Tag Archives: gothic

Judge Wilson House in Lakewood

15997589223_b0cde1332d_k(1)After a trip to the Lakewood History Museum, I went off on their driving tour beginning with the Judge Wilson House (a private residence). The map can be found here.

Per the driving tour map:

The Judge Wilson House, a Gothic Revival two-story structure, was built ca. 1885, the same year the Western Steel Company built a plant in the vicinity hoping to make the area, known as Lakeview, the new Pittsburgh of the west. Judge Wilson was the superintendent of the short-lived company which closed by 1893.


First Lutheran Church

collage2There is a glorious magnolia tree in front of the First Lutheran Church at 524 South “I” Street, Tacoma, WA. The church was founded in 1882 and their current building was finished in 1929. The church’s original mission was to support Swedish immigrants. There website is here.

The First Evangelical Lutheran Church was designed by Heath, Gove & Bell, arch. The Gothic design is tapestry brick with Tenino stone trim and an oak interior. An addition was added in 1957.

Lutheran Church


Ford Building and Crescent Ballroom

Originally uploaded by Gexydaf


The Ford Building and Crescent Ballroom have always been a mystery to me. They are located on the edge of downtown, but not on a main drag and have been beautifully restored. According to the Tacoma Public Library the Ford Building portion of the structure was built in 1918 with E.J. Bresemann as the architect. The building originally housed the Manley-Thompson Ford Agency.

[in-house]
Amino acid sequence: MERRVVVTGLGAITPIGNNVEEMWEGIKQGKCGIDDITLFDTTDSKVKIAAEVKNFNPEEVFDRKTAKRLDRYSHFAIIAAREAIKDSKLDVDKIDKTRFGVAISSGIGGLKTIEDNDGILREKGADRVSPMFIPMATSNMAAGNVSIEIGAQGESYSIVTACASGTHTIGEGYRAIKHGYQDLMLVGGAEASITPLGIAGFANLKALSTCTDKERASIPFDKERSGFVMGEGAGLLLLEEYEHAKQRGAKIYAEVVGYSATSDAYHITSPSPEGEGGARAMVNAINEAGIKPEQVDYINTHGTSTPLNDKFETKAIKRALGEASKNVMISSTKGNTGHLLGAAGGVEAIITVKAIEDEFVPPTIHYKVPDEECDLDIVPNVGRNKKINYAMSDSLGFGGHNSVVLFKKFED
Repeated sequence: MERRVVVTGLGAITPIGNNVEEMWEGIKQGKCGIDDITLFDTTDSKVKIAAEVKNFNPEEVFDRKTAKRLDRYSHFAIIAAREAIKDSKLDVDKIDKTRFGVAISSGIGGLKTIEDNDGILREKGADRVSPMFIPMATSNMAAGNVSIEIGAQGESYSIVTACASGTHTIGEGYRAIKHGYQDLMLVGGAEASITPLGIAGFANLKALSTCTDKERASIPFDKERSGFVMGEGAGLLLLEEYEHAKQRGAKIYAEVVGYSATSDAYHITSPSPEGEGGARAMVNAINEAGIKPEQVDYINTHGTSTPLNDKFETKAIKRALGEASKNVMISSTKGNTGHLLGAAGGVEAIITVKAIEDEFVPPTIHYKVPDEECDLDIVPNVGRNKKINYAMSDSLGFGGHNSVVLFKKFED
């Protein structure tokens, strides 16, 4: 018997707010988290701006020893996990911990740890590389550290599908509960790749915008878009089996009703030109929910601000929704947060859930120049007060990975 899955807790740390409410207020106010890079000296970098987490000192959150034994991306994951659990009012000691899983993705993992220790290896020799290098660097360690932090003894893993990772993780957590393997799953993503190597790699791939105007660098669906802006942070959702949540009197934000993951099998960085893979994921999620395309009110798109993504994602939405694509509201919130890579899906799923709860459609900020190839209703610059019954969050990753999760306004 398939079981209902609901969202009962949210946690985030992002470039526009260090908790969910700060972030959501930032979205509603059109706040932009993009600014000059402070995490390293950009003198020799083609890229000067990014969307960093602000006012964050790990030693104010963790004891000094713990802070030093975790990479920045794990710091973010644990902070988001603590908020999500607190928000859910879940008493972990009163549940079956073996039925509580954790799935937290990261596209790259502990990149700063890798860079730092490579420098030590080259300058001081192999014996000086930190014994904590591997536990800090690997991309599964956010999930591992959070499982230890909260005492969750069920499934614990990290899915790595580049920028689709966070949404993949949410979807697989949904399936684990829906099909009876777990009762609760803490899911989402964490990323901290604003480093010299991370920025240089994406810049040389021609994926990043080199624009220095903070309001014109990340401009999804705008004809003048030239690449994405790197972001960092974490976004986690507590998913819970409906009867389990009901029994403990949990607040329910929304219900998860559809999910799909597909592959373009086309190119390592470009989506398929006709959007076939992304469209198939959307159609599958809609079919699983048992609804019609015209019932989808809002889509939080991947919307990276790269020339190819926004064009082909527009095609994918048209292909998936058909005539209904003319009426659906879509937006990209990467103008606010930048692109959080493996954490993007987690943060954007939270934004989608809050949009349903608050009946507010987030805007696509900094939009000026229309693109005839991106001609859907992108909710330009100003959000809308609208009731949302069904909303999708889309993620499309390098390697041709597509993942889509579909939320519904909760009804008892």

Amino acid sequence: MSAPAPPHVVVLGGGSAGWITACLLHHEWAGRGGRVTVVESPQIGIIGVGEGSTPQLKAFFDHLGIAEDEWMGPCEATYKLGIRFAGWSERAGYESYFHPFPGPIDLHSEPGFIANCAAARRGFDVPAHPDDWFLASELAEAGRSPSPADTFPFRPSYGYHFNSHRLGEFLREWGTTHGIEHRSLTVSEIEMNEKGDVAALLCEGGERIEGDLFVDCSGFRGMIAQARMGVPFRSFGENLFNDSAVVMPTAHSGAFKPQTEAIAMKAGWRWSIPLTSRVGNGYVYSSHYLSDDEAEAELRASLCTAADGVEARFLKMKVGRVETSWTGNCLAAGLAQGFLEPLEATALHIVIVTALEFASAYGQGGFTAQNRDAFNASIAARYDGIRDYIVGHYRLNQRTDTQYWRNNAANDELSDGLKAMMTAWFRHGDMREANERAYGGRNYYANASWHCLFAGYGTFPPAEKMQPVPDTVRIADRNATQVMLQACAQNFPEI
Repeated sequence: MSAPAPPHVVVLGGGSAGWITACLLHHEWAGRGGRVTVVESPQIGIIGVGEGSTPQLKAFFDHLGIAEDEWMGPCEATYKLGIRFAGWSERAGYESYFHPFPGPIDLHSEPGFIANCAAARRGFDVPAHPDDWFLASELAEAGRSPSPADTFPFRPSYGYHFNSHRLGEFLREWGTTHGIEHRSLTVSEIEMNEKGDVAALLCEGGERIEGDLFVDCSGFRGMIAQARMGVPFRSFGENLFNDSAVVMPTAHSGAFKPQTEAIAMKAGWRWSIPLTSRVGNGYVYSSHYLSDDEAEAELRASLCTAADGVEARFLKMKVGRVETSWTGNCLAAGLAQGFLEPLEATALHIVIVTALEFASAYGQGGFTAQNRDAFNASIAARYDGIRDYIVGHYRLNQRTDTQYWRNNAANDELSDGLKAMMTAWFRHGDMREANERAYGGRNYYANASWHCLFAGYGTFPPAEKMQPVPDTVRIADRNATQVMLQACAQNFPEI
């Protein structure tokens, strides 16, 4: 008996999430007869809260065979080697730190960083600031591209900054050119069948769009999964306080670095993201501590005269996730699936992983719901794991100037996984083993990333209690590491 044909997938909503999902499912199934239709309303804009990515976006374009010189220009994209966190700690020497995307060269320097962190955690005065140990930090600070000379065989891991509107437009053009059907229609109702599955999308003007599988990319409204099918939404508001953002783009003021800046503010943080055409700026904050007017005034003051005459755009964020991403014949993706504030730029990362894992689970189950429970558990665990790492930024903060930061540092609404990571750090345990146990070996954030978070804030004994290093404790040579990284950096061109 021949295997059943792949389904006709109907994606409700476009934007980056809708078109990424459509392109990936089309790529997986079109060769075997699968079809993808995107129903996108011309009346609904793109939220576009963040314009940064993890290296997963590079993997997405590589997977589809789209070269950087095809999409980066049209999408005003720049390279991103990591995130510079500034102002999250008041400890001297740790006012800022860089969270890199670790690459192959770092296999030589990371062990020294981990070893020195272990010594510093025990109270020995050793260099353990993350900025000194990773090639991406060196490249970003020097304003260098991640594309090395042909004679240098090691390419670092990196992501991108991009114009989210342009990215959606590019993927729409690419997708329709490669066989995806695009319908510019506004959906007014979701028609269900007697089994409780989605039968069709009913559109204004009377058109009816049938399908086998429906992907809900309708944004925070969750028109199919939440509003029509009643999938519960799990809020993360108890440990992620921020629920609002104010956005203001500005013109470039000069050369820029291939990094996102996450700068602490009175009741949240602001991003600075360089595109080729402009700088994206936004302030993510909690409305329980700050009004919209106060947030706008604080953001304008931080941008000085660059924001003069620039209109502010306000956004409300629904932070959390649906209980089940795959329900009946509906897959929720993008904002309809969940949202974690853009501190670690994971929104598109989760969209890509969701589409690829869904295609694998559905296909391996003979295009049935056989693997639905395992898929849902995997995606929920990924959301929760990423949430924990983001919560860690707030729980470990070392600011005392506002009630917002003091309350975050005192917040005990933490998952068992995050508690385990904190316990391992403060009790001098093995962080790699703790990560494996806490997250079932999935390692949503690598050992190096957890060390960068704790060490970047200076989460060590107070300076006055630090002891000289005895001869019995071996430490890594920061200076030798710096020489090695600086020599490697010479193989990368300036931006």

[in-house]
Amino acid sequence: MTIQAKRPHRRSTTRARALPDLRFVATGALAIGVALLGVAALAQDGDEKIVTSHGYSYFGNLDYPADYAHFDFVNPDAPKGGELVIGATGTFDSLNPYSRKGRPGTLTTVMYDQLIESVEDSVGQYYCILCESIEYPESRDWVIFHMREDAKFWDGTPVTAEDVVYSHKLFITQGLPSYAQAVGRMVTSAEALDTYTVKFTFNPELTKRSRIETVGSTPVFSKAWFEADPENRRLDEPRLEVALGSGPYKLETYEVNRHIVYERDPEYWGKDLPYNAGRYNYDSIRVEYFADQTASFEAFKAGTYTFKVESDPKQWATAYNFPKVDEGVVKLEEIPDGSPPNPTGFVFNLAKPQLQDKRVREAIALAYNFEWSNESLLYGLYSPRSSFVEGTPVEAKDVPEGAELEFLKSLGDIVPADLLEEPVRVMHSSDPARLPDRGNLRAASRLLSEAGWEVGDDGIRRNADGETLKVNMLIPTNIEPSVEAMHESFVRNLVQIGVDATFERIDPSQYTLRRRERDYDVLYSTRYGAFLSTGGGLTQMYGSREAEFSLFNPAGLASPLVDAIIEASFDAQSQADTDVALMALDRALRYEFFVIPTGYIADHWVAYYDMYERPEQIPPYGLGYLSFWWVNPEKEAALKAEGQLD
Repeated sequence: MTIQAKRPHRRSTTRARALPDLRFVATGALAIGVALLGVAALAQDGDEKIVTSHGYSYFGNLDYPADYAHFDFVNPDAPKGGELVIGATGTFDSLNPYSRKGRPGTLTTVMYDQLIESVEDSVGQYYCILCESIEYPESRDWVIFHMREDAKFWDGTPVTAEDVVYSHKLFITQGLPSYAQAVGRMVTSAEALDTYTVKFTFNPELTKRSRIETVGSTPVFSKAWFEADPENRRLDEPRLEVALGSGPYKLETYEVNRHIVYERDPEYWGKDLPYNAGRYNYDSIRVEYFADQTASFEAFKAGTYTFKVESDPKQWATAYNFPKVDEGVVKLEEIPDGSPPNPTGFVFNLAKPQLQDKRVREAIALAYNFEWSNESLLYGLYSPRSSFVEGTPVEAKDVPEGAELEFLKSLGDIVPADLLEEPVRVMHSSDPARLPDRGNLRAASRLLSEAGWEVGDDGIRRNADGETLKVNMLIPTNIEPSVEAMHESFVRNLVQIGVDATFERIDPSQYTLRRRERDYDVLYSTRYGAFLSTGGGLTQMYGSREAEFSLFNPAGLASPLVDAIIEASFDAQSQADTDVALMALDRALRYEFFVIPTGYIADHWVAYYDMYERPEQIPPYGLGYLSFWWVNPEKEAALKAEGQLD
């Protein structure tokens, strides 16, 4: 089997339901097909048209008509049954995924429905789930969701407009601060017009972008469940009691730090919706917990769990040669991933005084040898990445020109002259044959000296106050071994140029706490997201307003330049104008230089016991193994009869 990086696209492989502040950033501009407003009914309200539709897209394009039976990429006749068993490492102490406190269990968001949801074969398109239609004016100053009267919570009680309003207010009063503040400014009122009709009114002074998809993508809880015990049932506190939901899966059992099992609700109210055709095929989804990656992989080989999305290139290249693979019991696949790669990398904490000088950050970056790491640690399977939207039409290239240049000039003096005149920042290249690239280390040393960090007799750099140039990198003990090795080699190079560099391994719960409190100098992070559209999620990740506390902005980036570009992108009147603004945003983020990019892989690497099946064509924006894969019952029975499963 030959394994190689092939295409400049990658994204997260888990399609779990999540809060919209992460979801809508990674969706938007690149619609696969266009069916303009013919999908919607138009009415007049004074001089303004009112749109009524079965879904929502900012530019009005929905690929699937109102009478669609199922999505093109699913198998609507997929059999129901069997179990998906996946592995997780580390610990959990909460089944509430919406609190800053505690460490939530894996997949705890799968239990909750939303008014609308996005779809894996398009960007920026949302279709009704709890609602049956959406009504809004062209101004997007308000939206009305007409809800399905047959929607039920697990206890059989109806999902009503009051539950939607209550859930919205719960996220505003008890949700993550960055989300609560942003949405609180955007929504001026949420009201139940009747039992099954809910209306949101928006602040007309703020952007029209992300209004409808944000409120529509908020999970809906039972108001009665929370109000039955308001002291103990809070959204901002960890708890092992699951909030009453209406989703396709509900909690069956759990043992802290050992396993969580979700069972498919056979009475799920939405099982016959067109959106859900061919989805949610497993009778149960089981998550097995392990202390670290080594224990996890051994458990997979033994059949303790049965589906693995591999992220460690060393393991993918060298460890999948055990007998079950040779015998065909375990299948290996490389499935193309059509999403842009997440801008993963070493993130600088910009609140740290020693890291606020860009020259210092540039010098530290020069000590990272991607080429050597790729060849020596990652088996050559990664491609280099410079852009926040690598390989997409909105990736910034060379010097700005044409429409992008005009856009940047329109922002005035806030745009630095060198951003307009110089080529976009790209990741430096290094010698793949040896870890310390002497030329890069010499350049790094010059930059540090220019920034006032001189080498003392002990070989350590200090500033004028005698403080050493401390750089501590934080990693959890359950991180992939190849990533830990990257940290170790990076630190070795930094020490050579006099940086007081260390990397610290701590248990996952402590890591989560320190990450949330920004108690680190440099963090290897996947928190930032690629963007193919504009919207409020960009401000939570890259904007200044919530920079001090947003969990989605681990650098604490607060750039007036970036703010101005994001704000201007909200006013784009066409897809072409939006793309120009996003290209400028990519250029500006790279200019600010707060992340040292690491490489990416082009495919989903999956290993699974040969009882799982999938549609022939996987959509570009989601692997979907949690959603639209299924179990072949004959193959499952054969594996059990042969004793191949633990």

The Auditorium (that was its original name) had opened January 11, 1922. The Gothic structure was designed by Roland Borhek. It was the home to many dances, as well as appearances by such diverse performers as Rudolph Valentino, Duke Ellington, Paul Revere and The Raiders, Soundgarden and Nirvana. In 1931, the two buildings were remodeled, combined and renamed the Crescent Ballroom. This part of the property now functions as a warehouse. The mirrored ball from the original ballroom has been restored and now hangs in the South Park Community Center.

The importance of the Crescent Ballroom can be gleaned here.

TRA Medical Imaging purchased the property in 2007 for $2,500,000, and after considerable renovation opened it as their administrative office in July 2008.